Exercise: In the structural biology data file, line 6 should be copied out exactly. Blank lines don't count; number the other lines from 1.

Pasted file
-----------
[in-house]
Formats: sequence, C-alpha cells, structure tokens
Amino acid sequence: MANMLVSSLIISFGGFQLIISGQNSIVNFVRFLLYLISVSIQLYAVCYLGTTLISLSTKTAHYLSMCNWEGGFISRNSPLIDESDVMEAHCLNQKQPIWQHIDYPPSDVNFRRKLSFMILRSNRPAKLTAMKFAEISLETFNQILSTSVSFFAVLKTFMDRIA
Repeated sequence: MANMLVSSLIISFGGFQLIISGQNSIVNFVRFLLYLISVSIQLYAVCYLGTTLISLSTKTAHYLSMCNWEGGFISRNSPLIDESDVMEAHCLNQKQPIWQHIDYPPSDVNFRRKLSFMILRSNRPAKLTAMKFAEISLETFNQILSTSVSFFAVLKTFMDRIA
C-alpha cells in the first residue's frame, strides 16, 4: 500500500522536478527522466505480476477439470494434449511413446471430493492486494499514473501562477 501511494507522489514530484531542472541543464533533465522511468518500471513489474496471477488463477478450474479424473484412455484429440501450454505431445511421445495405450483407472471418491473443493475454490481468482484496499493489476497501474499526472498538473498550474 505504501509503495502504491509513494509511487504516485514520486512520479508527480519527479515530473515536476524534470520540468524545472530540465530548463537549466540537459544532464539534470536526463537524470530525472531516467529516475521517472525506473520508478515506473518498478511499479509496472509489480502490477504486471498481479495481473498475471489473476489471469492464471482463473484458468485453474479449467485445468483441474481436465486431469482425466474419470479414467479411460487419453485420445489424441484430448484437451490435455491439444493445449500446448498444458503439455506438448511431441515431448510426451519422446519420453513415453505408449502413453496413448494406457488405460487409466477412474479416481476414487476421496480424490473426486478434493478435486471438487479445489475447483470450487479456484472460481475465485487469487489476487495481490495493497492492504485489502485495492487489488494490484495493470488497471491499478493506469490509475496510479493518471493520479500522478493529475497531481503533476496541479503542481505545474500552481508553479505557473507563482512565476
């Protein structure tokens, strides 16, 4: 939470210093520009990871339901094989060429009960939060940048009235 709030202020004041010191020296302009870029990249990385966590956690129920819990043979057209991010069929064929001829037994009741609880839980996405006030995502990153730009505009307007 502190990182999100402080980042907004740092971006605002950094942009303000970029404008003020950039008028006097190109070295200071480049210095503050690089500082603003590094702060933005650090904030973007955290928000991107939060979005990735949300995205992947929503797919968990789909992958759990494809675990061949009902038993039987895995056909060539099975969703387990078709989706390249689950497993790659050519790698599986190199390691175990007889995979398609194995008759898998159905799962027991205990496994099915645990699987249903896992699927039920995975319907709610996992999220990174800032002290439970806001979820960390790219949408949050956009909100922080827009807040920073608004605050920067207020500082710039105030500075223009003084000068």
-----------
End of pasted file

């Protein structure tokens, strides 16, 4: 939470210093520009990871339901094989060429009960939060940048009235 709030202020004041010191020296302009870029990249990385966590956690129920819990043979057209991010069929064929001829037994009741609880839980996405006030995502990153730009505009307007 502190990182999100402080980042907004740092971006605002950094942009303000970029404008003020950039008028006097190109070295200071480049210095503050690089500082603003590094702060933005650090904030973007955290928000991107939060979005990735949300995205992947929503797919968990789909992958759990494809675990061949009902038993039987895995056909060539099975969703387990078709989706390249689950497993790659050519790698599986190199390691175990007889995979398609194995008759898998159905799962027991205990496994099915645990699987249903896992699927039920995975319907709610996992999220990174800032002290439970806001979820960390790219949408949050956009909100922080827009807040920073608004605050920067207020500082710039105030500075223009003084000068």